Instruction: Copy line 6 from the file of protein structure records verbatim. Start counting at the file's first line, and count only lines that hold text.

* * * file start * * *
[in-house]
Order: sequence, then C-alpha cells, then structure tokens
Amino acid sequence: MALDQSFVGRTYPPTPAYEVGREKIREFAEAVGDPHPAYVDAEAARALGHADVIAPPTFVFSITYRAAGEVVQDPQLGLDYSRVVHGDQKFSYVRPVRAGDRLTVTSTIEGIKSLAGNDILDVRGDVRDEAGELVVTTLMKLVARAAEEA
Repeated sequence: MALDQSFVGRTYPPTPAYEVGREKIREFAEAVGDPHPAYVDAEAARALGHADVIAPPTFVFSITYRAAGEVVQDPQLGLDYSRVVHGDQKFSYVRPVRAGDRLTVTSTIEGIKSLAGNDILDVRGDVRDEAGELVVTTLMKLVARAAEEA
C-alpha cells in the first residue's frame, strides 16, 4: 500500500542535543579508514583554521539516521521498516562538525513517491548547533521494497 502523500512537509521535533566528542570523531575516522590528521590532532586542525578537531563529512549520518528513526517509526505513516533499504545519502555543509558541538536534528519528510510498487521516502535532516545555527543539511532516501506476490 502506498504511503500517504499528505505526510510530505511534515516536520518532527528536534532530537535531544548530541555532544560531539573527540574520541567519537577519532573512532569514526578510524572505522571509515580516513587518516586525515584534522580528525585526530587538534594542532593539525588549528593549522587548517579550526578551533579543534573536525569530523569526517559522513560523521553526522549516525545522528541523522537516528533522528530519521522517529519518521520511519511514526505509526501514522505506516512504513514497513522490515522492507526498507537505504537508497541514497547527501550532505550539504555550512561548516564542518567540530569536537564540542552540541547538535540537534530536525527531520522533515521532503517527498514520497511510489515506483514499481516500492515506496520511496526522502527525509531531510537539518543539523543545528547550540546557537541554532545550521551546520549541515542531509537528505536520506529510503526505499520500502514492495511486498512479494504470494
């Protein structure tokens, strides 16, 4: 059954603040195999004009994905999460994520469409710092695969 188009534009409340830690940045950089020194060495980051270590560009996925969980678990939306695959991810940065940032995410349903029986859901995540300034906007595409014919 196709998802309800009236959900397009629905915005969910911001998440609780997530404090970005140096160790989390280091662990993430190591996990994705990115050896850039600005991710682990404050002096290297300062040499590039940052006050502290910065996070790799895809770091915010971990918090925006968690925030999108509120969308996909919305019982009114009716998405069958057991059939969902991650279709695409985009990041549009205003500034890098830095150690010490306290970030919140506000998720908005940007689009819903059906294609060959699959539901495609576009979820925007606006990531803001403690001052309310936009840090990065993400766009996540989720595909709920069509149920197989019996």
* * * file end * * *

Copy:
């Protein structure tokens, strides 16, 4: 059954603040195999004009994905999460994520469409710092695969 188009534009409340830690940045950089020194060495980051270590560009996925969980678990939306695959991810940065940032995410349903029986859901995540300034906007595409014919 196709998802309800009236959900397009629905915005969910911001998440609780997530404090970005140096160790989390280091662990993430190591996990994705990115050896850039600005991710682990404050002096290297300062040499590039940052006050502290910065996070790799895809770091915010971990918090925006968690925030999108509120969308996909919305019982009114009716998405069958057991059939969902991650279709695409985009990041549009205003500034890098830095150690010490306290970030919140506000998720908005940007689009819903059906294609060959699959539901495609576009979820925007606006990531803001403690001052309310936009840090990065993400766009996540989720595909709920069509149920197989019996």